investors and experts seeking to earn their pound of flesh by fishing in troubled
waters. They tend to layer medical practice with their tools and techniques often
of doubtful significance to patient welfare. Undoubtedly practicing doctors need
to connect to their establishments because of infrastructural requirements of
modern healthcare and thus become prey to their idea of medical practice.
Nature of doctor patient relationship has undergone a sea change during later
part of the last century. With increasing consumerism patients now regard
themselves as doctor’s customer and demand to be treated as a customer.
Patient right advocates are increasingly demanding patient centric care which
essentially means that patients decide everything and doctors merely assist them
in decision making. Patients have received support from both - legislature and
judiciary in claiming their perceived rights. So patients have a right to informed
decision making and duty of a doctor is to provide all the relevant information
needed to take informed decisions. But patients’ decision criterions are highly
variable and this has led to segmentation of patients into different preference
groups. There are patients who demand five star comfort and convenience and
there are patients for whom cost is the only criterion. In fact according to a study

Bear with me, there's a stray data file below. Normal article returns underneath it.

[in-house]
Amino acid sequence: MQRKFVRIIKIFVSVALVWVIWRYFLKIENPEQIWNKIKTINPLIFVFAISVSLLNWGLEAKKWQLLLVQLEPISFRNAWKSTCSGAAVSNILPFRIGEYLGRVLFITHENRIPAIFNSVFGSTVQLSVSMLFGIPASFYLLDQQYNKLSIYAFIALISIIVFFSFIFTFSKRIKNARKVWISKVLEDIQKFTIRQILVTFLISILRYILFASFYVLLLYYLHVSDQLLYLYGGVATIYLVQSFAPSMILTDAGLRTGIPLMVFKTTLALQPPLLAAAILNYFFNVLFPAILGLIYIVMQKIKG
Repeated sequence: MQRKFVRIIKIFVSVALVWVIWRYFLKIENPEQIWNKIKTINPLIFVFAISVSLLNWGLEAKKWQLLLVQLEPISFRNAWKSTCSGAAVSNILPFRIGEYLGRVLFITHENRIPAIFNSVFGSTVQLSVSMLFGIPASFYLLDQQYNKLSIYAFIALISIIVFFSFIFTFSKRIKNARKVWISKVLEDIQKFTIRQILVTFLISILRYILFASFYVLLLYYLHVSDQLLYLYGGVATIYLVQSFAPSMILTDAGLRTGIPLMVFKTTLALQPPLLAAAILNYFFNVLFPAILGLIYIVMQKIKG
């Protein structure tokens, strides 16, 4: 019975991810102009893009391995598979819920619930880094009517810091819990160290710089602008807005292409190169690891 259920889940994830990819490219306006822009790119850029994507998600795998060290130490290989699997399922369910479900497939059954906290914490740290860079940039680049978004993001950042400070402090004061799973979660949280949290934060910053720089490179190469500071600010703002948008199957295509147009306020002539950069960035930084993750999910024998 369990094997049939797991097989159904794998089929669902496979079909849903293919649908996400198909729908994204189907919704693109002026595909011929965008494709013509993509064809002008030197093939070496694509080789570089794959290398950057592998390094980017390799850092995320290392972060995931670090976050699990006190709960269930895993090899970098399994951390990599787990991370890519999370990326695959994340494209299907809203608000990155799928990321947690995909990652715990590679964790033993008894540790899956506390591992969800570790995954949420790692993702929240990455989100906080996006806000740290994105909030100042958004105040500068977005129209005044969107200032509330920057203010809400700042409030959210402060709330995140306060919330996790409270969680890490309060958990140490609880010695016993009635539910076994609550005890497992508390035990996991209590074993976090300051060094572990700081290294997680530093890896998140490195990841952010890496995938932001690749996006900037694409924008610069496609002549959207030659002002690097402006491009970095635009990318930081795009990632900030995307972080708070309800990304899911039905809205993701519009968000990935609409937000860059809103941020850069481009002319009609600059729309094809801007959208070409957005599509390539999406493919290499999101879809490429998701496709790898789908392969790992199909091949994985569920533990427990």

by Deloitte Consulting, 34% of patients are cost conscious.
Cost of medical treatment in developed world has given rise to medical tourism.
Patients travel great distances to control cost of health care they need. Internet
has greatly facilitated development of medical tourism.
Expansion of internet has considerably influenced patient behavior. A study by
Google shows that 8 out of net savvy patients and caregivers search internet for
health related information. Google’s data shows that health related information is
the type of information most often sought on the internet. In fact this is the third
most common activity on internet after email and search activity. Patients and
caregivers search internet for a variety of information. Women more frequently
search for health related information then men; maybe it is because they are